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A GOOD MAN IS HARD TO FIND
A LATE ENCOUNTER WITH THE ENEMY
Major George Poker Sash, renamed General Tennessee Flintlock Sash twelve years ago by a motion picture company, is a 104-year- old survivor of the Civil War. He is barely in his senses. He can't remember much of the past, but knows that he likes pretty girls and parades, and can't stand history--which people are always wanting him to represent. He is in a wheelchair and is very cranky.
Sally Poker Sash
The General's granddaughter is about to graduate from college with an elementary teaching degree. She is in her thirties, and has only gone to college because she had to--she started teaching before such measures were necessary. She is fatalistic--all things go against her--and her greatest desire is to get her grandfather on stage at her graduation ceremony.
Sally's nephew, who is enlisted to wheel the old man onto stage at the graduation ceremony. He is a boyscout, and also a bit of a ham, and he mostly likes drinking coke.
The story revolves around the question of whether General Sash will live long enough to attend Sally's graduation and if he will embarrass her terribly if he does attend. The general does not care for public appearances, unless they involve parades and pretty girls--for him, a graduation ceremony sounds deathly grim. Sally is determined to get him there, because his presence will bring her some honor, and that's about all she cares about.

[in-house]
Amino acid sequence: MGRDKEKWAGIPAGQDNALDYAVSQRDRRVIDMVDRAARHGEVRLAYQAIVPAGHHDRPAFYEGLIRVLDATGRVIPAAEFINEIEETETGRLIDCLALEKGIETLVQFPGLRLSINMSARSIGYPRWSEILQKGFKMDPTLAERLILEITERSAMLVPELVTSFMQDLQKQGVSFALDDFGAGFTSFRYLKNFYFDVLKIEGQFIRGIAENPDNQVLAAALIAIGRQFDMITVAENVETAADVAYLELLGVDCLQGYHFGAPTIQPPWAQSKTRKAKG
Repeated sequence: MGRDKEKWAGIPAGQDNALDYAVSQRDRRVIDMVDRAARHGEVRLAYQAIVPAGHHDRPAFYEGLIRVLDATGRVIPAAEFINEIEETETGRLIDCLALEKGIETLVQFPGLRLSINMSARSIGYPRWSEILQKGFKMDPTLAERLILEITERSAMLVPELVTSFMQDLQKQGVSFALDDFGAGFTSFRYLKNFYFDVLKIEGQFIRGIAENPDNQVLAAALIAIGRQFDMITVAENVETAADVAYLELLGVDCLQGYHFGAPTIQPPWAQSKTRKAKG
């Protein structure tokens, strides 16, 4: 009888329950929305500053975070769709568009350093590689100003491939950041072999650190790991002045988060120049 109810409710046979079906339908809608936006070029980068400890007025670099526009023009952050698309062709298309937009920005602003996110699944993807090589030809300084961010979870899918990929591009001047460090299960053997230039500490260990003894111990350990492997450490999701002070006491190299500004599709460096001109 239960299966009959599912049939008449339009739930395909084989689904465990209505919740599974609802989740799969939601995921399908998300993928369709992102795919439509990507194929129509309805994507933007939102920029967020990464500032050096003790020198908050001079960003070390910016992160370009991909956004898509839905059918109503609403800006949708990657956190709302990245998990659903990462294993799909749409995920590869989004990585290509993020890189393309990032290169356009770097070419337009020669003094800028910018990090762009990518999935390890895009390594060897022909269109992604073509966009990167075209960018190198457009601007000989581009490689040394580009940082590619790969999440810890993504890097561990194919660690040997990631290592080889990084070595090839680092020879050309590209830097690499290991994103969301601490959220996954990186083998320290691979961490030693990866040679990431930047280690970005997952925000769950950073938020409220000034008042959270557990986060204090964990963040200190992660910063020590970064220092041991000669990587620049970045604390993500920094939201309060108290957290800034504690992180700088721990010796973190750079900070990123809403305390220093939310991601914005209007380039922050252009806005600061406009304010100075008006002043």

Protagonist and Antagonist
The protagonist might be General Sash, the antagonist Sally--or the other way around! They are pitted against each other, not overtly, but by circumstance and personality. Sally is rather selfish in her desire for his presence on stage no matter what, and the old man has a one-track mind: pretty girls. He doesn't want to represent history. He can't even remember it.
John Wesley finally wheels the old man on stage, but the weather is hot and the old man feels a hole opening up in his head. He only vaguely realizes what is going on around him, as the whole widens and he tries to "run" from the approaching black figures in the ceremony.
When John Wesley wheels the old man off stage, and directly over to the coke machine, he is wheeling only a corpse: the old man has died on stage.